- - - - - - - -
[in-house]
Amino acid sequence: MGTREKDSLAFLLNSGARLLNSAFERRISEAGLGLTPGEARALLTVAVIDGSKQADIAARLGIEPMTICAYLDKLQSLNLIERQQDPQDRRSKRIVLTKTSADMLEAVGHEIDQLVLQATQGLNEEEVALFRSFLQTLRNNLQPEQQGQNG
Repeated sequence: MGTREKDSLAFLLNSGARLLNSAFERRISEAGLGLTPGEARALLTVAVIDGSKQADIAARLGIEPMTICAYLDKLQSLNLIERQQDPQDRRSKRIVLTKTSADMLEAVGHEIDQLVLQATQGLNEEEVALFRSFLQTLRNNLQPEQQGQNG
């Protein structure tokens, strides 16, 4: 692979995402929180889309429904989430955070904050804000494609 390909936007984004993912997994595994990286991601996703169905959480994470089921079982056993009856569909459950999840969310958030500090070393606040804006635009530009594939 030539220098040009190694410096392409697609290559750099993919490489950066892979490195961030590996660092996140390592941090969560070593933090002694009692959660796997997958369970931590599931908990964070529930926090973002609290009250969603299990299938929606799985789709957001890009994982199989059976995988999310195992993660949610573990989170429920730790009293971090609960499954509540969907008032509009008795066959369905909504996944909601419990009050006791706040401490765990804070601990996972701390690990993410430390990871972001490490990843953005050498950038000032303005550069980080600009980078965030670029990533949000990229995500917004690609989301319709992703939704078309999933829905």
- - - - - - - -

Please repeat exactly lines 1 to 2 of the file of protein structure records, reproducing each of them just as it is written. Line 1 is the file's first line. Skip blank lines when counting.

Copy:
[in-house]
Amino acid sequence: MGTREKDSLAFLLNSGARLLNSAFERRISEAGLGLTPGEARALLTVAVIDGSKQADIAARLGIEPMTICAYLDKLQSLNLIERQQDPQDRRSKRIVLTKTSADMLEAVGHEIDQLVLQATQGLNEEEVALFRSFLQTLRNNLQPEQQGQNG